Biology Lab 7

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Biology Lab 7

Biology Lab 7Textbook pages: Refer to pages 250-265.Pre-Lab: Identify variables and write out steps of procedure.Evaluation: Written hypothesis, procedure data tables, graph, and conclusion questionsEssential Question: How does a cell release energy with or without oxygen?Introduction:Cellular respiration is a series of metabolic reactions essential to all living cells. Respiration releases energy fromsugars and stores it in the form of adenine triphosphate (ATP). ATP is the basic energy currency for cell processes.Respiration can take place in the presence or absence of oxygen (aerobic vs. anaerobic conditions). Aerobicrespiration produces carbon dioxide and water as the primary waste products. For yeast, anaerobic respiration isknown as fermentation. During fermentation, pyruvic acid (the end product of glycolysis) is broken down andproduces carbon dioxide along with ethanol or lactate as the primary waste products (Campbell and Reece, 2008).Yeast are unicellular organisms that can break down carbohydrates in dough during aerobic or anaerobic respiration.In this lab, students will use the scientific method in a student-designed experiment to explore cellular respiration inyeast. By comparing respiration rates between different water temperature and sugar sources, students can determineoptimal conditions for yeast respiration. An environment that is too cold, too hot, or lacking in food will result inlowered rates of respiration or death.When yeast is respiring, either aerobically or anaerobically, foam (bubbles) accumulates on top of a yeast solution.What do you think the foam (bubbles) is made of? In your groups, it is your job to figure out what the best conditionsare for yeast to perform respiration.ObjectivesStudents will…1. Understand the basic concepts of aerobic cellular respiration and fermentation2. Understand the scientific method, and how to apply it3. Practice how to design a controlled lab experiment4. Practice measurement skills using thermometers and measuring devices5. Practice recording scientific data and graphing results6. Practice drawing conclusions based on data analysisMaterials:1.25 mL measuring spoon yeast - use 1.25 mL measuring spoon for yeast only2.5 mL measuring spoon sucrose (table sugar) – use 2.5 mL measuring spoon for sucrose only5 mL measuring spoon mashed up strawberries – use 5 mL measuring spoon for fruitgraduated cylinder for waterpossible alternative sugar sources (syrup, honey, corn starch, Splenda®)test tube rack with 4 test tubes room temperature water (~20°C) and/or warm water (~30°C)thermometerrulerExperimental DesignIn order to do this experiment, you will need to dissolve a small, specific amount of yeast in a few milliliters of water.You can use room temperature water or warm water from the tap. Depending on your hypothesis, you can then addspecific amounts of sugar, fruit or alternative sugar (or a combination) to some of your yeast solutions.Create a Google doc for your lab group to record your work. Title your Google doc “Respiration in Yeast” andthe last names of each of your group members and your block #. Share the Google doc with your teacher.Example: Respiration in Yeast Evashenk Yi Block 1Problem: What are the ideal conditions for yeast respiration? Discuss this as a group; decide what materials you willuse, and develop a hypothesis based on those materials. Write your hypothesis in your Google doc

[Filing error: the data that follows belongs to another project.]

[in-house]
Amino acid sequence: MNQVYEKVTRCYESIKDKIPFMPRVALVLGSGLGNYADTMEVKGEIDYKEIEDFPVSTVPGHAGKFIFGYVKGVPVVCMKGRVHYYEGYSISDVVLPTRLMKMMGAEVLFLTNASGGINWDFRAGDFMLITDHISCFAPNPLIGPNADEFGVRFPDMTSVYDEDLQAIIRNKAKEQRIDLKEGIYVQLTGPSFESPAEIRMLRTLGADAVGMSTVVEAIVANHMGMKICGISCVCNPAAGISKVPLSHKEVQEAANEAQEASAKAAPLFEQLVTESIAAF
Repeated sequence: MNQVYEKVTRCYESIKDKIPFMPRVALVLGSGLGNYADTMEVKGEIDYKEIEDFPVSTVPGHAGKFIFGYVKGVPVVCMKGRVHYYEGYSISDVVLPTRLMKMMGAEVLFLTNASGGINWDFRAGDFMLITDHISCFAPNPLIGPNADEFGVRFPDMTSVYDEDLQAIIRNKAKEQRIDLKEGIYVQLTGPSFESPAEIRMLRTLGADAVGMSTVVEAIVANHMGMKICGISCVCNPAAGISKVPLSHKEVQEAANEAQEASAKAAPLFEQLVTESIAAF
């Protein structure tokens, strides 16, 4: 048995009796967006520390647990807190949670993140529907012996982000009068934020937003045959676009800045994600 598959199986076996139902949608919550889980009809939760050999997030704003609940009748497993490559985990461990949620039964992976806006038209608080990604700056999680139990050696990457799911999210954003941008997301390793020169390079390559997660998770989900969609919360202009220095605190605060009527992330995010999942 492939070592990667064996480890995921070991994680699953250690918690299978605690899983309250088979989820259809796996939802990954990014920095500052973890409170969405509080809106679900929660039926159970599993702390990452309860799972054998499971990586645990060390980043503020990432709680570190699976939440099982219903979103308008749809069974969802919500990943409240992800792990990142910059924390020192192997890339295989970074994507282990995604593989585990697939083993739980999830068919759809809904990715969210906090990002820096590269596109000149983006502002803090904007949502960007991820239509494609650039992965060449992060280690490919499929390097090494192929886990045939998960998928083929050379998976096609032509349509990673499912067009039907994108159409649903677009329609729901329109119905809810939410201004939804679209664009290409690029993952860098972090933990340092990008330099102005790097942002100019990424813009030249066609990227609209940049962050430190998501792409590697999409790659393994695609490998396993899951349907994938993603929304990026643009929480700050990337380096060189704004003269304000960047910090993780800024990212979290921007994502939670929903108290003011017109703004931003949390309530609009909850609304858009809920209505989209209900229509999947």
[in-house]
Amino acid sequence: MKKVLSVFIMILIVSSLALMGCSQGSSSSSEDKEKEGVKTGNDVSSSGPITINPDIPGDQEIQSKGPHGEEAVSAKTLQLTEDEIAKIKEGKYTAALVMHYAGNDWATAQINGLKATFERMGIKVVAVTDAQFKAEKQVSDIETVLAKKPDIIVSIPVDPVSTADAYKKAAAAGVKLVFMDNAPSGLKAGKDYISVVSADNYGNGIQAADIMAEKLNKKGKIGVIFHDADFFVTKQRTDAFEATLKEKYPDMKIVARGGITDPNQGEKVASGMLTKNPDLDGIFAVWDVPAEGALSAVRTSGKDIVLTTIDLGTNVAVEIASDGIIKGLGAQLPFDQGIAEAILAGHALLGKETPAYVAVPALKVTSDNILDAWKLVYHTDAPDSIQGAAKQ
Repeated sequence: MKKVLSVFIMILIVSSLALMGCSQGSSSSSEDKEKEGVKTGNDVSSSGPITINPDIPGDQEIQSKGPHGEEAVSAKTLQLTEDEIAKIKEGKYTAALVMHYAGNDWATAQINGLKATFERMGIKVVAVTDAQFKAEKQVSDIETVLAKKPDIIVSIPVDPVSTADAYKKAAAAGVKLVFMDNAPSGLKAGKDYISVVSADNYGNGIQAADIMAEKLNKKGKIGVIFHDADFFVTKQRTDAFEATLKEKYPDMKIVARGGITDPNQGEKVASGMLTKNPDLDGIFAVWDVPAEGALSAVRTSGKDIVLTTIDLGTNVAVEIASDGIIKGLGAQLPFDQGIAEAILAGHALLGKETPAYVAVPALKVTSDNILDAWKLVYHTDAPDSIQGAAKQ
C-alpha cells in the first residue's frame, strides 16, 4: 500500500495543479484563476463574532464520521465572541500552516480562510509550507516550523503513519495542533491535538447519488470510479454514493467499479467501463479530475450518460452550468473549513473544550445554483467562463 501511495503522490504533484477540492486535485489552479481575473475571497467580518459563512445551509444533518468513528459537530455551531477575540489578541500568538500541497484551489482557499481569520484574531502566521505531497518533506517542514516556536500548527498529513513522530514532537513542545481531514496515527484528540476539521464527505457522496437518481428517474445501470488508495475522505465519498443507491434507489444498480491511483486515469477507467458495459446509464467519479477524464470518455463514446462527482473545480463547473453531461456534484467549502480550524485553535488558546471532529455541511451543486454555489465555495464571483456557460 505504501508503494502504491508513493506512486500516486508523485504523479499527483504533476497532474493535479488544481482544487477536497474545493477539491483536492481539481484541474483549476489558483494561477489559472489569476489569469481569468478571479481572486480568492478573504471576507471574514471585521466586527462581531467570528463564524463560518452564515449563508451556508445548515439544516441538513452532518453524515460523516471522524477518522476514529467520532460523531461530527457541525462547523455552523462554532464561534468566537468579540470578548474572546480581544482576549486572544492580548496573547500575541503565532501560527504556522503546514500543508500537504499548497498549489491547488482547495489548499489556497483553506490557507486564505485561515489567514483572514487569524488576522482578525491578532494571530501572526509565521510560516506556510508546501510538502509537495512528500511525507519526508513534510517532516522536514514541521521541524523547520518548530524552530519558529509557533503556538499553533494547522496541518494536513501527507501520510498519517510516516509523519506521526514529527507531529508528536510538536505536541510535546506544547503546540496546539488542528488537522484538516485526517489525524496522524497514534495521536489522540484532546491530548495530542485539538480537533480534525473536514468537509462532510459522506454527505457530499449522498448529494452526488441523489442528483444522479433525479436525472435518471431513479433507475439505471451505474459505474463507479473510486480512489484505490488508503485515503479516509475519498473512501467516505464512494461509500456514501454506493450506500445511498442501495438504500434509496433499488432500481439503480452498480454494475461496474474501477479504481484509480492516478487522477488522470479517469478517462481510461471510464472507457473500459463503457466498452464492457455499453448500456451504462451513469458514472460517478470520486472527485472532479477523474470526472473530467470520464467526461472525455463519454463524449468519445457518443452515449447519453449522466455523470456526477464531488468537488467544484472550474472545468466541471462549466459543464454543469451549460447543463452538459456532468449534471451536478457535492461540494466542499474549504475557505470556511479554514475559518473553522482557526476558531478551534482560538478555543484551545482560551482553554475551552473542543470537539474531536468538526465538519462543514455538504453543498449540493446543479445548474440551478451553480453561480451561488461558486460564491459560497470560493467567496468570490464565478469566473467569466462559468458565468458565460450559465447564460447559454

Variable identification – add this information to your Google doc:Identify your independent variableIdentify your dependent variableFor this, use the ruler to measure the amount of foam (bubbles) that accumulates above your yeast solutionafter 5, 10, and 15 minutes. Measure from top of yeast solution to the top of the foam.Identify your experimental group or groupsIdentify your control groupControlled variables: In a controlled experiment (fair test) all other factors should be kept the same so that you canfairly compare the results from the control group and the experimental group.List three controlled variables - factors that were kept constant in both of the setups for this experiment.Procedure: Record the specific steps of your procedure in your Google Doc as you run your experiment.Set up your experimentData: Create a data chart with the appropriate number of rows for the number of test tubes that you use in yourexperiment. Write a caption for your data table.Height of foam in test tube in millimetersContents of test tube 0 minutes 5 minutes 10 minutes 15 minutesCaption:Analysis Questions: While your experiment is in progress, answer the following analysis questions1. What are the end products of photosynthesis?2. What substances from photosynthesis do cells use to respire? (Do you see the connection!?)3. Why do cells respire? (What product of respiration is useful to the cell?)4. In this experiment, why would measuring the height of the foam (bubbles full of a particular gas) tell usabout yeast’s respiration rates (Hint: what are in the bubbles)? Explain.5. Why do you think we use yeast to make bread? Explain.6. Why do you think we use yeast to make wine? Explain.Results and conclusions:7. Once your data is collected, create a line graph that clearly shows your results.8. In your experiment, what was the ideal condition for yeast respiration?9. Do your results support your hypothesis? Why or why not?10. Describe two specific things that you could have done to improve the reliability of this experiment.Clean up: pour the contents of the test tubes down the sink; use a test tube brush to thoroughly clean your test tubes;invert the test tubes on the pegs of the test tube rack; wash and dry your any measuring spoons you used; clean up anyspills and wipe your lab table with a damp paper towel; set up your lab table for the next group

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